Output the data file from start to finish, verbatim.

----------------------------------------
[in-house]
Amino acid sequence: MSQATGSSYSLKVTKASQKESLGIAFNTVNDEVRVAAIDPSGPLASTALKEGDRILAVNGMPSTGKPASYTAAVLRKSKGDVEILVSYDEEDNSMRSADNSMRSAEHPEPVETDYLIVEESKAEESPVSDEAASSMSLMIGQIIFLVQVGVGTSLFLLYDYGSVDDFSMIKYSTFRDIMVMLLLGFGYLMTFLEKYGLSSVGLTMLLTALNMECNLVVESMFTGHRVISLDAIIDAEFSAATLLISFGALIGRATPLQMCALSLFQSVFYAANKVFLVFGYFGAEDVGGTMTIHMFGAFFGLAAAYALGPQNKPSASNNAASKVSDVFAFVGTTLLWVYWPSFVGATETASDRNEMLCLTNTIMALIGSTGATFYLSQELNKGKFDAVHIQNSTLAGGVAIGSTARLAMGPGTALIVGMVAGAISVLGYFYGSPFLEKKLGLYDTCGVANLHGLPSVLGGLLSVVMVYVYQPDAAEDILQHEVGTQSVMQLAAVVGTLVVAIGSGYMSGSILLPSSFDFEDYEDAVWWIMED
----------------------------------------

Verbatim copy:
[in-house]
Amino acid sequence: MSQATGSSYSLKVTKASQKESLGIAFNTVNDEVRVAAIDPSGPLASTALKEGDRILAVNGMPSTGKPASYTAAVLRKSKGDVEILVSYDEEDNSMRSADNSMRSAEHPEPVETDYLIVEESKAEESPVSDEAASSMSLMIGQIIFLVQVGVGTSLFLLYDYGSVDDFSMIKYSTFRDIMVMLLLGFGYLMTFLEKYGLSSVGLTMLLTALNMECNLVVESMFTGHRVISLDAIIDAEFSAATLLISFGALIGRATPLQMCALSLFQSVFYAANKVFLVFGYFGAEDVGGTMTIHMFGAFFGLAAAYALGPQNKPSASNNAASKVSDVFAFVGTTLLWVYWPSFVGATETASDRNEMLCLTNTIMALIGSTGATFYLSQELNKGKFDAVHIQNSTLAGGVAIGSTARLAMGPGTALIVGMVAGAISVLGYFYGSPFLEKKLGLYDTCGVANLHGLPSVLGGLLSVVMVYVYQPDAAEDILQHEVGTQSVMQLAAVVGTLVVAIGSGYMSGSILLPSSFDFEDYEDAVWWIMED